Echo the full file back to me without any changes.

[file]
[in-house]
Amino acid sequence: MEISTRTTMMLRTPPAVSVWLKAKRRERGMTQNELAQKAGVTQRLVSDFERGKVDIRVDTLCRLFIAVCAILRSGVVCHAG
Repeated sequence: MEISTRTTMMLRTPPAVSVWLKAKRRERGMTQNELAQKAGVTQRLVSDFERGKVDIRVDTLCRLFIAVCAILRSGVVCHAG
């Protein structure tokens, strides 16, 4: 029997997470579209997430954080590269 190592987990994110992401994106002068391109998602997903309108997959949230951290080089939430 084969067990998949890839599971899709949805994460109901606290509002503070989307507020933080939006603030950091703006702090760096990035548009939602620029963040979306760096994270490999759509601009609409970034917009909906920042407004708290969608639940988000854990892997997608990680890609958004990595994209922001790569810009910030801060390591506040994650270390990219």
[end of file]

[in-house]
Amino acid sequence: MEISTRTTMMLRTPPAVSVWLKAKRRERGMTQNELAQKAGVTQRLVSDFERGKVDIRVDTLCRLFIAVCAILRSGVVCHAG
Repeated sequence: MEISTRTTMMLRTPPAVSVWLKAKRRERGMTQNELAQKAGVTQRLVSDFERGKVDIRVDTLCRLFIAVCAILRSGVVCHAG
């Protein structure tokens, strides 16, 4: 029997997470579209997430954080590269 190592987990994110992401994106002068391109998602997903309108997959949230951290080089939430 084969067990998949890839599971899709949805994460109901606290509002503070989307507020933080939006603030950091703006702090760096990035548009939602620029963040979306760096994270490999759509601009609409970034917009909906920042407004708290969608639940988000854990892997997608990680890609958004990595994209922001790569810009910030801060390591506040994650270390990219």